The Intensive Child and Family Services team have been providing morning and night time support to families over Zoom as we are not able to safely go into homes as of yet. For example, around bedtime, I will go online and support the family follow through with routines and talk about challenges. I will then talk to the parent waiting for the children to settle and go to bed providing them one to one support. I have dropped off resources, games, and activities for families to their house to keep them engaged, and keep them busy. I always make sure there are some independent fun activities for the kids to do, to give the parents a break. For a family without transportation, I dropped of basic supplies at their house so the parent did not have to take the children on the bus; this was during stage 1 of COVID-19, when travelling was not safe.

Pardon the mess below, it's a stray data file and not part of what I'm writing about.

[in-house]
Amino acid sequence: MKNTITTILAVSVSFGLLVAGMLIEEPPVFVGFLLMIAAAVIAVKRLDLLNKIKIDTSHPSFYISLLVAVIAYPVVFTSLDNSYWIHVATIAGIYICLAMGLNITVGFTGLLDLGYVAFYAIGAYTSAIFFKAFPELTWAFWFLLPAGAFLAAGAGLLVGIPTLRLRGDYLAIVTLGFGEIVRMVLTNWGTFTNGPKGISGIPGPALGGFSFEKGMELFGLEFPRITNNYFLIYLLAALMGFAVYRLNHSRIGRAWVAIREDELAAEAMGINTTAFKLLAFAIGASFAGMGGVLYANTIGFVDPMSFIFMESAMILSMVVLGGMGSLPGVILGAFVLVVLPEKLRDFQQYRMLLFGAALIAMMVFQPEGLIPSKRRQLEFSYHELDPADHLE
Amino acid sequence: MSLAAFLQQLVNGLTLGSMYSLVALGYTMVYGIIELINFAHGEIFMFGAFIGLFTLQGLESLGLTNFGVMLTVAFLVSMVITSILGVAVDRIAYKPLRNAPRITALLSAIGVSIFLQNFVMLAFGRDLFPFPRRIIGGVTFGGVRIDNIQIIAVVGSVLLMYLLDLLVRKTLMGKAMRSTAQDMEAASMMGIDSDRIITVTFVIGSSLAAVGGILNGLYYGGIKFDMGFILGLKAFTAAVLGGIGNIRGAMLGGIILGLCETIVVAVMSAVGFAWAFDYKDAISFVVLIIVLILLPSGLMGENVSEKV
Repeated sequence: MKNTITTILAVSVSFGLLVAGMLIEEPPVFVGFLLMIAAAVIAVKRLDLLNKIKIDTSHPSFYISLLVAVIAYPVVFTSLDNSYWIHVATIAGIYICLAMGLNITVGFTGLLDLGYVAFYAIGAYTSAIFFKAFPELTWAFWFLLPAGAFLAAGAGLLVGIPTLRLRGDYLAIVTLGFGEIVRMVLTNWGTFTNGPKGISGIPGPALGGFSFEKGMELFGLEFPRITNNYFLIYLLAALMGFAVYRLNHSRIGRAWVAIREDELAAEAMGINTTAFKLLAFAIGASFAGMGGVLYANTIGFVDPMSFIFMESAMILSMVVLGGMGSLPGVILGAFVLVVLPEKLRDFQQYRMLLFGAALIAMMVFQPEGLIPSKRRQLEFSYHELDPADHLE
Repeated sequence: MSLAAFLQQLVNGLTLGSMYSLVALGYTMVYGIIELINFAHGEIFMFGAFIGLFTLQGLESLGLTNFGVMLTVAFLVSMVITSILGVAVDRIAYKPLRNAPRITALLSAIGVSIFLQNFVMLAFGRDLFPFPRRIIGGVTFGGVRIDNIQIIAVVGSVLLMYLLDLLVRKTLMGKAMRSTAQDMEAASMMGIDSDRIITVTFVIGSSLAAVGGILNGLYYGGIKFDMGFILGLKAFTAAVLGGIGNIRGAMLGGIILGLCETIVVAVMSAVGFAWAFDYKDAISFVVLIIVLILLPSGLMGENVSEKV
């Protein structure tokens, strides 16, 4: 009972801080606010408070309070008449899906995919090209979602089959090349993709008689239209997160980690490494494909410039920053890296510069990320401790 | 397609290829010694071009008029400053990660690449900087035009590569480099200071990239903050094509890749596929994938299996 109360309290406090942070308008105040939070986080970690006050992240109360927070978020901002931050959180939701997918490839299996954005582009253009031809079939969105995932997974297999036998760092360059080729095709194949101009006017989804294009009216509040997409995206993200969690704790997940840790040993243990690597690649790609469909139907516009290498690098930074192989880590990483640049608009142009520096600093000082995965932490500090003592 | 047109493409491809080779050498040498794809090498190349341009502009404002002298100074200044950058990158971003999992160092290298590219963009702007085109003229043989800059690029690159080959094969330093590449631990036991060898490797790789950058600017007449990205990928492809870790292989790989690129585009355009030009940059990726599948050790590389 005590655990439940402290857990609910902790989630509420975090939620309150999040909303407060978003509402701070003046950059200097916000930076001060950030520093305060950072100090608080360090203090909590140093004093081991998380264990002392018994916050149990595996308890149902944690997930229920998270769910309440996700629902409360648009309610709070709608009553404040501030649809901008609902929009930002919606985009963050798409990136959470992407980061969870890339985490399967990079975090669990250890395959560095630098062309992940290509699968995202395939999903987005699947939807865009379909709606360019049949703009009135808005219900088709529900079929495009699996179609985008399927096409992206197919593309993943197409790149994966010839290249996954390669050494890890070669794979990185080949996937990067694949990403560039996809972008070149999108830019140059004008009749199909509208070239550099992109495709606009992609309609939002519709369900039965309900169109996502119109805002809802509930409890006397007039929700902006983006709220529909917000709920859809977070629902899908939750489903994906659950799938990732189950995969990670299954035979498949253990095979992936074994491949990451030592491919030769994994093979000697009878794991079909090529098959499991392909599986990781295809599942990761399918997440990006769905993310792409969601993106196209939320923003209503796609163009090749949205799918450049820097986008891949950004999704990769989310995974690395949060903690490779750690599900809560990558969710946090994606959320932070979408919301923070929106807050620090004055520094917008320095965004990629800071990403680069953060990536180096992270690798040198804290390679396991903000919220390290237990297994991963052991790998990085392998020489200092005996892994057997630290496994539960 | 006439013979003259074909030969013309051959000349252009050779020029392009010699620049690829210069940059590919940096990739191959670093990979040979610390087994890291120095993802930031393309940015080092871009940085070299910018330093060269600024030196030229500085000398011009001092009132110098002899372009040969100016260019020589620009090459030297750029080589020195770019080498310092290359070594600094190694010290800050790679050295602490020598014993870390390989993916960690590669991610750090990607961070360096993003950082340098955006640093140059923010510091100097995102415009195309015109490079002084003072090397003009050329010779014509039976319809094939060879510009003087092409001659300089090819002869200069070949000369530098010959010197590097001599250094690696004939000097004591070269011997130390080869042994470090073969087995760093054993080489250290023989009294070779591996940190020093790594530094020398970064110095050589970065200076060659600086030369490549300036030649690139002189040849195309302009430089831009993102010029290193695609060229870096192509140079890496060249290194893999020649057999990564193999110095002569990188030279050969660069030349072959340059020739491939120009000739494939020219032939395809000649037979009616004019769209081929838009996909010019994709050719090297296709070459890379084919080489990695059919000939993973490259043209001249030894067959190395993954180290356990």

Robyn Sharpe, Outreach Worker

At Halton Autism Services we ran virtual groups for the first time ever and they were received very well!  We offered a variety of virtual options for clients and families including 1:1 OTN therapy sessions that were supported by parents and family skill development sessions where we did OTN meetings with parents. We had constant communication with families via phone/email/OTN to ensure they felt supported during this difficult time.

Christina Allen, ABA Therapist


The response from clients and families: